By GRETCHEN PRESSLEY
COLUMBIA — Ashley Kleiner pored over books, searching for a name.
The Rock Bridge High School student spent nearly two weeks at her grandmother's house last winter reading about saints.
St. Theresa of Avila.
St. Therese of Lisieux, the little flower.
St. Veronica Giuliani.
She read about saint after saint, searching for the precise one to be her spiritual role model as she took the next step along the journey of her faith: a spring confirmation at St. Thomas More Newman Center, adjacent to MU.
As children grow in the faith their parents teach them, rituals and ceremonies — whether it's baptism, confirmation, bar mitzvah, the Hindu thread ceremony or others — can give meaning and focus to their religious lives.
For dozens of Columbia Roman Catholic teens, the search for a saint name in preparation for confirmation is one of the first formal religious choices they make. Confirmation marks them as adults in the eyes of the church.
Although choosing a saint name for confirmation is not a church requirement, it's a popular tradition many churches follow.
"Choosing a saint name helps you make the choice whether you want to be Catholic, because you are looking at the lives of so many other Catholics who came before you and seeing how God worked in their lives," Kleiner said, curling her brownish-red hair through her fingers and into a ponytail at the nape of her neck. And to Kleiner, being confirmed means asking God to work in her life.
According to the New Advent Catholic Encyclopedia, choosing a patron saint dates back to the 15th century. As monks and priests converted non-Christians, new Catholics were asked to forsake their names commemorating non-Christian religious leaders and instead to choose saint names as role models.
Now, Web sites such as catholic.org and AmericanCatholic.org include lengthy lists of names from which Catholic youth can choose.
The saint names become part of the students' formal names within the church, said Beth Fresenburg, youth minister at the Newman Center. During the confirmation ceremony, the candidates are called by their confirmation, or saint, name, and the name appears on the confirmation certificate. It connects students emotionally and physically to the time and place they made the commitments of faith.
"You always have that place to go to," Fresenburg said. "You always have that person. If you are failing miserably at life and just want to end it all, look at what (your saint) did." Saints commonly experienced deprivation, torture and horrific deaths suffered for their faith.
The confirmation training classes encourage students to find saints that inspire them, said Doug Royal, youth minister at Our Lady of Lourdes parish in Columbia.
"It's like a beacon, just out there," said Royal, who chose St. Paul as his confirmation saint. "All the struggles I went through, I think wow, that guy had it a lot harder. It's reassuring to know that someone else out there persevered."
Royal chose Paul as his spiritual guide because Paul's personality connected with his own. Paul could be "arrogant and crass at times," Royal said, but he kept struggling and pushing forward in his faith.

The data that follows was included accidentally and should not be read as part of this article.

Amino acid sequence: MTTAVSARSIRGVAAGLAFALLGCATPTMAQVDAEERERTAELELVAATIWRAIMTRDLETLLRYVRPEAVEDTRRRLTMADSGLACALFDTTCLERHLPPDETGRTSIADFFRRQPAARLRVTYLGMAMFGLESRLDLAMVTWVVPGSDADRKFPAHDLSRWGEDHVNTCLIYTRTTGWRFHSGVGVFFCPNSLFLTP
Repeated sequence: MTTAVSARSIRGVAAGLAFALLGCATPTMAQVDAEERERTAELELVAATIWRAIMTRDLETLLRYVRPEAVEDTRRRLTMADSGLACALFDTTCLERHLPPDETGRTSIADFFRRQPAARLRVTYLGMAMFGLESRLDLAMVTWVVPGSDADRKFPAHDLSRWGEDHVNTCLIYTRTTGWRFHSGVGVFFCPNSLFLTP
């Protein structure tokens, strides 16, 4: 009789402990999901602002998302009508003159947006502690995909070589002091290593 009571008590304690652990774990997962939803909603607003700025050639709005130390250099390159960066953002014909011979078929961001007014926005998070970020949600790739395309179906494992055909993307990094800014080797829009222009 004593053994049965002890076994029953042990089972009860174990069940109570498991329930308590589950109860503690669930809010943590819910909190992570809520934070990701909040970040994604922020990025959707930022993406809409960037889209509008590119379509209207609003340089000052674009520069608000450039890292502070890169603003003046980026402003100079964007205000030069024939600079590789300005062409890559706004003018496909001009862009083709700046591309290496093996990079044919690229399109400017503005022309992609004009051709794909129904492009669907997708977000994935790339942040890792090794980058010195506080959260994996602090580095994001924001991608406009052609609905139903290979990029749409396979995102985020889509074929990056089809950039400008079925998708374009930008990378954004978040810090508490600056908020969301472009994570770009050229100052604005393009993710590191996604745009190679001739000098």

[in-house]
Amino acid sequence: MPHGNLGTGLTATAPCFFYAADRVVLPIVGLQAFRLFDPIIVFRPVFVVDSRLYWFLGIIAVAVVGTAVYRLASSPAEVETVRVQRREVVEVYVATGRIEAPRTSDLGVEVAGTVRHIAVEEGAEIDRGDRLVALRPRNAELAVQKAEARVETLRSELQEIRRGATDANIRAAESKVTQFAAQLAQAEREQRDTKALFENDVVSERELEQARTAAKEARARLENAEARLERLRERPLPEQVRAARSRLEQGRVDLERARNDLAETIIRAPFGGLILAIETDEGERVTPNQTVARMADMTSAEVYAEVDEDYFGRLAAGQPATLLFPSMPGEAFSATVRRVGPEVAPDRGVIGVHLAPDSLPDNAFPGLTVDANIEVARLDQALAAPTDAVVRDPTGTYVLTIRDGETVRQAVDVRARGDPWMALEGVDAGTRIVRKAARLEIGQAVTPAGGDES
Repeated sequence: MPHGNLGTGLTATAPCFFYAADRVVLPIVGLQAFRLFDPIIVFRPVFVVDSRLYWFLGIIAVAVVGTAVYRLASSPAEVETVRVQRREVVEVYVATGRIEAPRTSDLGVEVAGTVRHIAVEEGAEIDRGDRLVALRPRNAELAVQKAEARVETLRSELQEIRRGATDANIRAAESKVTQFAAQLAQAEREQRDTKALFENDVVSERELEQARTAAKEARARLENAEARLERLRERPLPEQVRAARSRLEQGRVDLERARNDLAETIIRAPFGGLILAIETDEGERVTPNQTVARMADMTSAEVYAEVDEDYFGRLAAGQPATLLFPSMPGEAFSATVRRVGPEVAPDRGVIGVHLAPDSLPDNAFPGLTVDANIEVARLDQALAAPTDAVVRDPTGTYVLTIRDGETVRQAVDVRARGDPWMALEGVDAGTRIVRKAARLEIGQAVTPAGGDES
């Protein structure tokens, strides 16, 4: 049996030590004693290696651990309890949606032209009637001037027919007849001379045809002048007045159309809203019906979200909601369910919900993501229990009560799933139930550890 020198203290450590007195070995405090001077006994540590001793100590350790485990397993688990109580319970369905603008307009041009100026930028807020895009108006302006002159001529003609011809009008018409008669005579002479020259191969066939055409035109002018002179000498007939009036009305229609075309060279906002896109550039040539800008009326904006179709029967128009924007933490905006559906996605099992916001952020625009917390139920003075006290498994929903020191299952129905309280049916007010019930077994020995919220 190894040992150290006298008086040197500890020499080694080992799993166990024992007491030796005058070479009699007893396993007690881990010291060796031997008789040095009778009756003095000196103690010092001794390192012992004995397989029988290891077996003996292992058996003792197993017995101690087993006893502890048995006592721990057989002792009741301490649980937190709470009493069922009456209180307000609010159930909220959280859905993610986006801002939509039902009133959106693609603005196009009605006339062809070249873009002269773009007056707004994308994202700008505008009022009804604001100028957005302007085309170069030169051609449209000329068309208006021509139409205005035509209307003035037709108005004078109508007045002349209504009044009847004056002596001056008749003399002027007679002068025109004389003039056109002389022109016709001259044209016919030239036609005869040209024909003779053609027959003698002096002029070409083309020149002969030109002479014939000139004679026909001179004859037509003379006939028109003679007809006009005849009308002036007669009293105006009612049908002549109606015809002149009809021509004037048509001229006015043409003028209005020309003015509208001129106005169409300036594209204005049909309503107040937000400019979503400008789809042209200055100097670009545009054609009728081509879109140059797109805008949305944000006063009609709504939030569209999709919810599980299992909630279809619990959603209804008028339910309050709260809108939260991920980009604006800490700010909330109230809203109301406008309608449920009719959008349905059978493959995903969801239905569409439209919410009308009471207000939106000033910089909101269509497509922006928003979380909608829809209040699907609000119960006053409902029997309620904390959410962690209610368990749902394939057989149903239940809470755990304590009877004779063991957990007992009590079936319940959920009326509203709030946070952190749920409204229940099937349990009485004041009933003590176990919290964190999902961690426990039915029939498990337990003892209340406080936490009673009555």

Allen Greenlief, 17, took a similar approach.
The Rock Bridge High School student was confirmed along with 59 others at Our Lady of Lourdes . Before that, he searched for his hobbies and interests on the Internet and found St. Justin, a philosopher and teacher.
"He struggled with the truth," Greenlief said. "He studied and traveled and wrote a series of books. He found that the only truth was in Jesus — something I can aspire to."
Fresenburg said she never took the search for a saint's name seriously when she was confirmed. She tries to make sure her confirmation candidates do.
"I got confirmed for two reasons, and they were both the wrong reasons," Fresenburg said, noting that for her, confirmation marked both the end of her formal religious education and the party that capped the day.
"Now that I know so much more about my faith, I wish I could do it again," Fresenburg said, shaking her head.
Fresenburg chose St. Elizabeth Ann Seton for her confirmation saint because her first name was similar to Fresenburg's. But the name became more important than she envisioned because both Fresenburg and the saint were teachers.
"She wouldn't have been the saint I would have picked, but ironically, it was put on my heart to pick her, and I can see why now," Fresenburg said.
Teresa Rose, another 17-year-old at Rock Bridge High School and one of Fresenburg's students, had specific virtues she sought for her name.
Rose wanted a virgin, a martyr and someone who had performed a miracle. She got all three in St. Cecilia, who was an early Christian and martyr who survived for five days beyond the Roman empire's attempts to execute her, preaching to those who watched her death.
St. Cecilia is also the patron saint of music. Because music is another source of inspiration for Rose, St. Cecilia seemed the perfect match, which Rose found after only a few hours of searching.
Kleiner's search took longer. After narrowing her choices to three saints, Kleiner said she finally put down her books and started to pray. Suddenly, while in prayer, Kleiner knew St. Margaret Mary Alacoque was the one for her.
Kleiner, who dons a wooden cross necklace, describes St. Margaret Mary Alacoque as a nun who was 4 years old when she decided to join a convent. The saint's extraordinary faith resonated with Kleiner, who last year made the same decision. Kleiner also seeks to model her life as a nun on the prayerful devotion of the saint.
"I hope my saint will continue to be a role model for me and to pray for me throughout my life," Kleiner said.